So if a scroll saw finds itself feeling weak, wretched and hopelessly useless some days, it needs to remember that it is weak, wretched and hopelessly useless if it's trying to bust up asphalt. It will be much happier if it contents itself with carving pretty little curves in pieces of wood, like its maker intended.

Friday, July 15, 2011


I'm beginning to understand.

My sons both played hockey and baseball for most of their young years, and my husband often said something that struck me as so strange when I'd drop one of them off at a practice. He'd say, "Did you stay to watch? How'd he do?" I wonder if the incredulity showed on my face -- I hope not. Because for the life of me I couldn't conceive why I would ever stay to watch another endless practice, either in a freezing cold ice arena, or, depending on the season, a freezing cold or sweltering hot baseball field. I hope my face remained impassive as I'd tell him, "No, I didn't stay to watch the practice." Because inside I was always very sarcastic. Are you kidding me? Are you KIDDING me? Why, WHY, would I stay to watch a practice????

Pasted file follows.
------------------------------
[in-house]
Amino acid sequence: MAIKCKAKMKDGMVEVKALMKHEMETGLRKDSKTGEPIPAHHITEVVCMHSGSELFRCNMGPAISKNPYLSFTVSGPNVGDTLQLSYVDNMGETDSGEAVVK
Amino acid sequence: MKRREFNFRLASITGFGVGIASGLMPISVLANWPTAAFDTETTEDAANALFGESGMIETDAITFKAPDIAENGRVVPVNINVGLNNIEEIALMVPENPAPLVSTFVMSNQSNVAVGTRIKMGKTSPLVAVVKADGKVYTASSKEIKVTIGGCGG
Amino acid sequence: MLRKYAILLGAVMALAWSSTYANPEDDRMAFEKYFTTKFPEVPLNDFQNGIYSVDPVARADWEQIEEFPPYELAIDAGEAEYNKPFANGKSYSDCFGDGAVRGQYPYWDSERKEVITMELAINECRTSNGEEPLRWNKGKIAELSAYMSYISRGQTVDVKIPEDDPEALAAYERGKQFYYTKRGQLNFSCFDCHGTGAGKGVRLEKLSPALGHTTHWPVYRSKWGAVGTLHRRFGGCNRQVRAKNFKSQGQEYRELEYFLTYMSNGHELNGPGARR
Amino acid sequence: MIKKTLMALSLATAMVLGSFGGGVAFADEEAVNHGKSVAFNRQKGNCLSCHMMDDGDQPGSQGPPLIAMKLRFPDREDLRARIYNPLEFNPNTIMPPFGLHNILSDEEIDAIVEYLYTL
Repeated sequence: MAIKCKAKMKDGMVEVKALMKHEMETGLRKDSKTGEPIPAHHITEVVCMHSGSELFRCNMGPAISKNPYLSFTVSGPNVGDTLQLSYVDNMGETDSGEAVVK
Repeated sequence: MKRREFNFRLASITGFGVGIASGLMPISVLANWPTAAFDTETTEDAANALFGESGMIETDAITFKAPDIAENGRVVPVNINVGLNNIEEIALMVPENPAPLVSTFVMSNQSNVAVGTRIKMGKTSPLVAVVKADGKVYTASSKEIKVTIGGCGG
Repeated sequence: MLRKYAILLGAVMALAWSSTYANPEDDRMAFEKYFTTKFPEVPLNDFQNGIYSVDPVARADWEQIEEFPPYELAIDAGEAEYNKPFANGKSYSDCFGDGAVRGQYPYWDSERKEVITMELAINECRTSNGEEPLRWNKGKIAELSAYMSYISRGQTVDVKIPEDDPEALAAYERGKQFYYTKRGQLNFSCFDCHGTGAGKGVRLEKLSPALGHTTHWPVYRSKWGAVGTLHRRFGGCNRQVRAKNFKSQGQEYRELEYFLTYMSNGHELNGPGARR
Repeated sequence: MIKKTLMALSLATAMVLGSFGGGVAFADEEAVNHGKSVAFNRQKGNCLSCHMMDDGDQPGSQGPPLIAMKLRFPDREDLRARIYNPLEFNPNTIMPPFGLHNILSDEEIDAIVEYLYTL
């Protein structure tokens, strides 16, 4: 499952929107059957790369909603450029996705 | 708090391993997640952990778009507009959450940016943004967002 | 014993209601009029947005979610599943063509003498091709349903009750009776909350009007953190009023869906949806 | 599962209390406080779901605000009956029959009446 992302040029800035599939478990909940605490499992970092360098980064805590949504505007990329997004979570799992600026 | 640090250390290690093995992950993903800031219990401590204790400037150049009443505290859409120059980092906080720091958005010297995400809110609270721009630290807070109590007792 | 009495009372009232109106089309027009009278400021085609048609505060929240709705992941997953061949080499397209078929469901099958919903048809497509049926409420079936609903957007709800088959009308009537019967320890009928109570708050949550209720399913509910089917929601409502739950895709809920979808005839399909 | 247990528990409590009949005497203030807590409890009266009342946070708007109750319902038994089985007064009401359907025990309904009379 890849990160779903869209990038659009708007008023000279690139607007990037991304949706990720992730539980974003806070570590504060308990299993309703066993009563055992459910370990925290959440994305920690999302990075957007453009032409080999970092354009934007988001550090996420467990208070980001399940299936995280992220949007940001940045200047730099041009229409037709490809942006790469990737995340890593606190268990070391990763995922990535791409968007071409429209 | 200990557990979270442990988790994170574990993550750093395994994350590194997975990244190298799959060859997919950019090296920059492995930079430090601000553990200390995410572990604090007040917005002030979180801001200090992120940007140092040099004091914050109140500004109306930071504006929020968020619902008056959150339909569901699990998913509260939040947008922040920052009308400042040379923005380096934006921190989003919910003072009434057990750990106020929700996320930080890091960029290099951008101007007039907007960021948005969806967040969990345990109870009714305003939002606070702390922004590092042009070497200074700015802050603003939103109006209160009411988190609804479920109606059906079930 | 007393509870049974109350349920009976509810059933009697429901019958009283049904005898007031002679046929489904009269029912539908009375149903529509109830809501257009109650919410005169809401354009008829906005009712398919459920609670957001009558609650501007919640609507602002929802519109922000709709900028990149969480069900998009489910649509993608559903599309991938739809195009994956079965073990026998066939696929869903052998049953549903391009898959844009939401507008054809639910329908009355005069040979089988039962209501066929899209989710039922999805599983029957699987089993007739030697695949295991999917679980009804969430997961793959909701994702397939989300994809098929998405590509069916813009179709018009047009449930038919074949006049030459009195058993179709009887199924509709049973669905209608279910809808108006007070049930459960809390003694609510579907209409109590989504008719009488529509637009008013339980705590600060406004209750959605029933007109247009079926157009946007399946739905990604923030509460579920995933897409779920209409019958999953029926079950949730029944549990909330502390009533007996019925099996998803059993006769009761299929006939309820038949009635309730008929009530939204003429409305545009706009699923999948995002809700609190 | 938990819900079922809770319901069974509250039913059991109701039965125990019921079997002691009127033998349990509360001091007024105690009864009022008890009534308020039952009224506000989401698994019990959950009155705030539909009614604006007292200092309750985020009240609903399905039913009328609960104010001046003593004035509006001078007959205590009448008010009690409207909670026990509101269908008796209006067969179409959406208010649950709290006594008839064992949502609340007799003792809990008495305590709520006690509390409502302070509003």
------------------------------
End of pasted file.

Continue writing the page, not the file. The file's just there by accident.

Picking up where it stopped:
But now my youngest daughter dances. And as all good mothers will tell you about their own, she is very good. And now I get it. I would watch the entire ballet class if I could, if it wouldn't embarrass her to death and make me look like a loon. As it is, it is my private joy to arrive to pick her up from class 10 or 15 minutes early so I can watch the tail end of the class through the window in the door. I think she's beautiful always, but when she dances, something inside me melts. She is strong and graceful and controlled.